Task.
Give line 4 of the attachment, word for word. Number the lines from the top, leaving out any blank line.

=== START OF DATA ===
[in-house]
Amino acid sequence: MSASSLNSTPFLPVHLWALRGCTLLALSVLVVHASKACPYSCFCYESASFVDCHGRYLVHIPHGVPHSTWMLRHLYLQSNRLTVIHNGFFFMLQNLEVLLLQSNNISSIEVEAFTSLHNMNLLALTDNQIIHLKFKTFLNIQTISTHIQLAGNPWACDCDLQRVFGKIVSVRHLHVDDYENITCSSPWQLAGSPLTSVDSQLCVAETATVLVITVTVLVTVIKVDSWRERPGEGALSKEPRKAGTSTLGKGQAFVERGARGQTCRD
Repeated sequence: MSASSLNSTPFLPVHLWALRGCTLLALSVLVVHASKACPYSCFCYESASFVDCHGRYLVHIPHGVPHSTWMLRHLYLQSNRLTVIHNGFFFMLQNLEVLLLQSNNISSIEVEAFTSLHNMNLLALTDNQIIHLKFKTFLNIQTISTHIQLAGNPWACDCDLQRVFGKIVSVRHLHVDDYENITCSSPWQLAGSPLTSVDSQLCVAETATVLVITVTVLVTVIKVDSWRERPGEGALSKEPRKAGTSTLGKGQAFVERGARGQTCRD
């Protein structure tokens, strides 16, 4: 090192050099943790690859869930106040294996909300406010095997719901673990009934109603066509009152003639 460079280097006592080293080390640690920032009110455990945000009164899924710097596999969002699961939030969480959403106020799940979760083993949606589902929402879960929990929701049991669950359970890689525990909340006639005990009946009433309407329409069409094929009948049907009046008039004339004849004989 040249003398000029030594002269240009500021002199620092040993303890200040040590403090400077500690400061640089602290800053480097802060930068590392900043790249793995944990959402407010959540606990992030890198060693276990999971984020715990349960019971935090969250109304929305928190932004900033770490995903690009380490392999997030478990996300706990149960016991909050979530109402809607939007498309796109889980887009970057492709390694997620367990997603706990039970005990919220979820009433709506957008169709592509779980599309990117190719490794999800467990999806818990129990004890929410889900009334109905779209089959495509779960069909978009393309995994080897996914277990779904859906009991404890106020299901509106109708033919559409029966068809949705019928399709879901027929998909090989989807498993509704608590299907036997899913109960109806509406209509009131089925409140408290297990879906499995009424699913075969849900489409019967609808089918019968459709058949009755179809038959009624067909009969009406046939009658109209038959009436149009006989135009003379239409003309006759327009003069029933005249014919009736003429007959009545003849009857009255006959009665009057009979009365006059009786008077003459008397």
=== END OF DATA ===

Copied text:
């Protein structure tokens, strides 16, 4: 090192050099943790690859869930106040294996909300406010095997719901673990009934109603066509009152003639 460079280097006592080293080390640690920032009110455990945000009164899924710097596999969002699961939030969480959403106020799940979760083993949606589902929402879960929990929701049991669950359970890689525990909340006639005990009946009433309407329409069409094929009948049907009046008039004339004849004989 040249003398000029030594002269240009500021002199620092040993303890200040040590403090400077500690400061640089602290800053480097802060930068590392900043790249793995944990959402407010959540606990992030890198060693276990999971984020715990349960019971935090969250109304929305928190932004900033770490995903690009380490392999997030478990996300706990149960016991909050979530109402809607939007498309796109889980887009970057492709390694997620367990997603706990039970005990919220979820009433709506957008169709592509779980599309990117190719490794999800467990999806818990129990004890929410889900009334109905779209089959495509779960069909978009393309995994080897996914277990779904859906009991404890106020299901509106109708033919559409029966068809949705019928399709879901027929998909090989989807498993509704608590299907036997899913109960109806509406209509009131089925409140408290297990879906499995009424699913075969849900489409019967609808089918019968459709058949009755179809038959009624067909009969009406046939009658109209038959009436149009006989135009003379239409003309006759327009003069029933005249014919009736003429007959009545003849009857009255006959009665009057009979009365006059009786008077003459008397």